. If he was already married or otherwise unavailable, that would be that—at least Emily would see a book published that she believed in. Likewise if there was no chemistry between them. But if things worked out as she hoped, they would fall madly in love during those two weeks, and they would end up getting married and live a bohemian lifestyle where they would travel the world and write books together. Maybe it was only a fantasy, but in her gut she felt it was more than that. As long as she had a chance to spend time with Ethan Blake, and more importantly, as long as Jack didn’t figure out the true intent for her wish. If he did, Emily felt it was a certainty that he’d cause some mischief to make her wish backfire on her, and for no other reason than that’s what genies did.

Chapter 9


Even though Emily had detailed in her wish that she’d be given the go-ahead to purchase
Theater of Sin
, she still found herself tensing up when Mr. Pish approached her the next day to give her the news.

Mr. Pish, his manner brusque, explained that during an editorial board meeting they decided that they needed a new literary writer to champion. “That brought to mind the book you recently had me read,” Mr. Pish continued. He cleared his throat, and then made a constipated face as if he couldn’t fathom why he was doing what he was as he explained to Emily that since she discovered the book she’d be the editor for it. Emily understood that this must’ve pained Mr. Pish greatly as he wasn’t one who liked to share the spotlight. If it were up to him the associate editors would forever remain buried in the shadows without ever being given the opportunity to advance.

The first order of business was purchasing the novel which was left for Emily to do as the acquiring editor, although Mr. Pish told her the maximum amount that she could offer—which was the same amount that she had detailed in her wish. Emily understood all the ways a book deal could languish or fail, and she left nothing to chance or possible mischief from Jack when she made her wish. The purchase ended up being done in rapid time as Emily had specified, as was the contract, which in some cases could drag on for months. In this case Emily made sure it was completed within a month, which was almost unheard of within the industry. The publishing date that Emily had set in her wish was for fifteen months from the date of purchase. While that might sound like a long time—and in fact seem interminable for a first-time author, in the glacial world of publishing it was akin to running a four-minute mile, but would still give Emily enough time to make sure all the necessary prepublication work would be completed. The next two months were a whirlwind as Emily got everything set up so that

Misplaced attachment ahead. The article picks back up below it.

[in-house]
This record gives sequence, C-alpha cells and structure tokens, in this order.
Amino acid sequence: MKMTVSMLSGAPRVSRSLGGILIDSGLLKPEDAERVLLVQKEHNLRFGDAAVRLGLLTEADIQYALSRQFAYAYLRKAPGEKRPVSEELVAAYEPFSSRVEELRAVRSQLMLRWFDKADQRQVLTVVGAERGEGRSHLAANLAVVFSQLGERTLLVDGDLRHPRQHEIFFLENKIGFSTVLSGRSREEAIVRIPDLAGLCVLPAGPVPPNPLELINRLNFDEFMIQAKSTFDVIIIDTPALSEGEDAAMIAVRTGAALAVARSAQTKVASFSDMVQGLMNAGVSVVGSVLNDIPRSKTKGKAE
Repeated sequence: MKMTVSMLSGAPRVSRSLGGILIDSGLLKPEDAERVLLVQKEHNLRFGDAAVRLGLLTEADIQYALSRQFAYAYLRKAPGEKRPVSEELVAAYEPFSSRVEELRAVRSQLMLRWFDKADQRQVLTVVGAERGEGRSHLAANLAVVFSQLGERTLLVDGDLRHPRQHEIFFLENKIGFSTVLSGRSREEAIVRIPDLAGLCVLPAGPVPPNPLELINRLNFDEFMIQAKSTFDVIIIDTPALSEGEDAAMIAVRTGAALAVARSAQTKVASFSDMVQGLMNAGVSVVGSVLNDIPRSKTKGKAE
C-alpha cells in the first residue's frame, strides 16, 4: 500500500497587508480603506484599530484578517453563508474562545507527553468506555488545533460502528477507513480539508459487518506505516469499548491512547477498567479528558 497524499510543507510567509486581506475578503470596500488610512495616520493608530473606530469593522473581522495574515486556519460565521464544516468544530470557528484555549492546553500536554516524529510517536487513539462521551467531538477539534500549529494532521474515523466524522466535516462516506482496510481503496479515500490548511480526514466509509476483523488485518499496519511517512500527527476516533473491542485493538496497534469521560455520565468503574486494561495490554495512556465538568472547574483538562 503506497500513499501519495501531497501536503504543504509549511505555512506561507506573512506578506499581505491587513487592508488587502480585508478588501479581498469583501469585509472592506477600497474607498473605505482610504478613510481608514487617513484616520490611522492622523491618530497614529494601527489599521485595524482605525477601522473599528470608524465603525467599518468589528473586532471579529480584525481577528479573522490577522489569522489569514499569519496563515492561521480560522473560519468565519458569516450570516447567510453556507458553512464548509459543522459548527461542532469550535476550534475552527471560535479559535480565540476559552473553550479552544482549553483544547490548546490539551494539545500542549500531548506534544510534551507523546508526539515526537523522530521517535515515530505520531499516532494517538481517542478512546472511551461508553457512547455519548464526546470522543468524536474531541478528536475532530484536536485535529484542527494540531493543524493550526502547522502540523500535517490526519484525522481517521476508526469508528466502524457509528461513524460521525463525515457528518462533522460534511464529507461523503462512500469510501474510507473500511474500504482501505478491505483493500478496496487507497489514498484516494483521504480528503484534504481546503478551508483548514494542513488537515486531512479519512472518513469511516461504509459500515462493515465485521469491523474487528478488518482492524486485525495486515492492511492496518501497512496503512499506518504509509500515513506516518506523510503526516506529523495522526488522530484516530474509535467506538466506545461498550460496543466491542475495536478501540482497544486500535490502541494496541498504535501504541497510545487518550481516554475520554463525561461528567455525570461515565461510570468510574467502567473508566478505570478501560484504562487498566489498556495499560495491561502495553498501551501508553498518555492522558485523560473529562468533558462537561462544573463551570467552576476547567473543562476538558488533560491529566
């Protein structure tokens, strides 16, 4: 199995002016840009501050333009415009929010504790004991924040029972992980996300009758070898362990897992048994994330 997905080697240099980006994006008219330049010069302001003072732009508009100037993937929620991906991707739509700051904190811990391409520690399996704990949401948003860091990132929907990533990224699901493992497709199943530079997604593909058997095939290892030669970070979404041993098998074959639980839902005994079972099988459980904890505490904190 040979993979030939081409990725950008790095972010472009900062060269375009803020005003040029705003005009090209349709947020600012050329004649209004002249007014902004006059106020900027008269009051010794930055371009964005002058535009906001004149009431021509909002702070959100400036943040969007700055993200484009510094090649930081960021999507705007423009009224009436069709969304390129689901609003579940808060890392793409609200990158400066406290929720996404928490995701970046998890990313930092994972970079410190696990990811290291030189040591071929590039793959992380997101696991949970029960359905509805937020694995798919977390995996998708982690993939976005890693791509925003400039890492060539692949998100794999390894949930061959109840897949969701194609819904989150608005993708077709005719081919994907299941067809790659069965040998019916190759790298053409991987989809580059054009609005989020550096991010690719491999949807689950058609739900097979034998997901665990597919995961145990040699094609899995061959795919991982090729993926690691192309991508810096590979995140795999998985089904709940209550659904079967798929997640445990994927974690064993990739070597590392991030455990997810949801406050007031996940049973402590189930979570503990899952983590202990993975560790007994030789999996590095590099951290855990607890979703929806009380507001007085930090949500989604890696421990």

Theater of Sin
would be published according to the schedule that she had outlined in her wish. At the end of those two months, Mr. Pish came to her with a baffled look on his face as he explained that he wanted to send her to Ethan Blake’s hometown of Eden Prairie, Minnesota.

“We’re making a substantial investment in this novel, both financially and with our reputation, and given the scheduling and the tight deadlines that have been set it has been decided that the best course would be for you to work closely with the author to make sure the manuscript is properly edited,” Mr. Pish said, almost as if he were embarrassed by this. “This is highly unusual, as you well know, especially in this age of email and cell phones, and I recognize that this may be a hardship for you, having to leave your life behind to spend time in some Godforsaken backwoods of Minnesota.”

It was more than highly unusual. It was practically unheard of. In the rare cases where it was decided that an editor needed to work face-to-face with an author, that author would be flown to New York. Mr. Pish froze for a moment looking as if he had swallowed something down the wrong pipe, then attempted a scowl as he looked down his nose at Emily, who was seated behind her desk. In a low murmur, he added, “If you’re unable to do this, I’ll have to find another associate editor to take on this project.”

“Don’t worry, Mr. Pish, I’ll be happy to take one for the team,” Emily said with her poker face solidly intact since she had known ever since she made her wish that this request would be coming. Even though she already knew the answer to this since she had left absolutely nothing regarding her wish to chance, she asked her boss when she’d be leaving.

“You’ll be flying out Sunday.” He pushed a hand through his sparse hair, cleared his throat again, and then went over the travel and housing arrangements with Emily, moving closer to her desk as he did so, his heavy musk cologne nearly stifling. Emily wanted to kick herself for not working into her wish something about Mr. Pish abandoning that cologne, or at least not dousing himself with it.

BOOK: The Girl and the Genie
4.99Mb size Format: txt, pdf, ePub